AI algorithmic designs may involve algorithms such as neural networks and machine learning mechanisms, which can enhance robust power and predictive accuracy of the applications. However, how AI systems arrive at their decisions may appear opaque and incomprehensible to general users, non-technical managers, or even technical personnel. Algorithmic design may involve assumptions, priorities and principles that have not been openly explained to users and operation managers. The proposals of “explainable AI” and “trustworthy AI” are initiatives to create AI applications that are transparent, interpretable, and explainable to users and operations managers. These initiatives seek to foster public trust, informed consent and fair use of AI applications. They also seek to move against algorithmic bias that may work against the interest of underprivileged social groups.
Date: 25 May 2022 (Mon)
Time: 0930-1030 (CET, GMT+2) / 1530-1630 (Singapore, Manila & Hong Kong, GMT+8)/ 1730-1830 (Sydney, GMT+10)
Find out the full series of Regulating AI: Debating Approaches and Perspectives from Asia and Europe here.
Matthias C. Kettemann is Professor of Innovation, Theory and Philosophy of Law and head of the Department for Theory and Future of Law at the University of Innsbruck, Austria and holds research leadership positions at the Leibniz Institute for Media Research | Hans-Bredow-Institute, Hamburg, and the Humboldt Institute for Internet and Society, Berlin.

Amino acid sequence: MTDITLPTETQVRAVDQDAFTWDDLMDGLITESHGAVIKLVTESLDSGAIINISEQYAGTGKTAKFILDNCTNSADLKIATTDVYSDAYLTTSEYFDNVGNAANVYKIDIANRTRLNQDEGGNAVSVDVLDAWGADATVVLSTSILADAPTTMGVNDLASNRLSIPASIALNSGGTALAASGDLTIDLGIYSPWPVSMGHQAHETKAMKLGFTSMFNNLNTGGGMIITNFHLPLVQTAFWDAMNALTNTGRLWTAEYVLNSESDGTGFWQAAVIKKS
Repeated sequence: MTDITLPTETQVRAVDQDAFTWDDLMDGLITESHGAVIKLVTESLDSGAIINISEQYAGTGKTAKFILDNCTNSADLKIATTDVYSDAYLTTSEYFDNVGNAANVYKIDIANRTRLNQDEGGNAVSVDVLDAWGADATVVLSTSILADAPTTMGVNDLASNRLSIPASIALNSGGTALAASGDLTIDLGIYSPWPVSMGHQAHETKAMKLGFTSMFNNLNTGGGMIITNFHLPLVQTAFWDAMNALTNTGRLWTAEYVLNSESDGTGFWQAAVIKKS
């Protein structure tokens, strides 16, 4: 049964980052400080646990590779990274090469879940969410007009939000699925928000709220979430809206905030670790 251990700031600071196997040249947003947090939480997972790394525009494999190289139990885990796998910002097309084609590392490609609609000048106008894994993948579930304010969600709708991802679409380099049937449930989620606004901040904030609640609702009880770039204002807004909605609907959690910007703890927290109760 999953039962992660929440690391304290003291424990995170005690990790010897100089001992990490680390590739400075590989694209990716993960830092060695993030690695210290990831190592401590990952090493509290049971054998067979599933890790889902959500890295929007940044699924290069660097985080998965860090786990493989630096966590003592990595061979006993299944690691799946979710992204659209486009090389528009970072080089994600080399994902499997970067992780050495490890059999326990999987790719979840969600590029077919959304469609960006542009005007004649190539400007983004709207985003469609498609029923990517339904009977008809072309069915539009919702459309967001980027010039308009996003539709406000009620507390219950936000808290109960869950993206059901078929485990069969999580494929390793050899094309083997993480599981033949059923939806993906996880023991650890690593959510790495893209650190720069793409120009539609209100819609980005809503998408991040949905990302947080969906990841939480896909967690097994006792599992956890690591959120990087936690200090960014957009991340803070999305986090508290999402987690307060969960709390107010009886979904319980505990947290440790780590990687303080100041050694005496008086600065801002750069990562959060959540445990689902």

Liz Sonenberg is a Professor of Information Systems at the University of Melbourne and holds the Chancellery role of Pro Vice Chancellor (Systems Innovation). Liz is a member of the Advisory Board of AI Magazine and of the Standing Committee of the One Hundred Year Study on Artificial Intelligence (AI100). Her currently active research projects include “Strategic Deception in AI” and “Explanation in AI”.
Brian Lim, PhD, is an Assistant Professor in the Department of Computer Science at the National University of Singapore (NUS). He leads the NUS Ubicomp Lab focusing on research on ubiquitous computing and explainable artificial intelligence for healthcare, wellness and smart cities. His research explores how to improve the usability of explainable AI by modeling human factors, and applying AI to improve clinical decision making and user engagement towards healthier lifestyles. He has been serving on the editorial board of PACM IMWUT and program committees for CHI and AAAI. He received a B.S. in engineering physics from Cornell University and a Ph.D. in human-computer interaction from Carnegie Mellon University.
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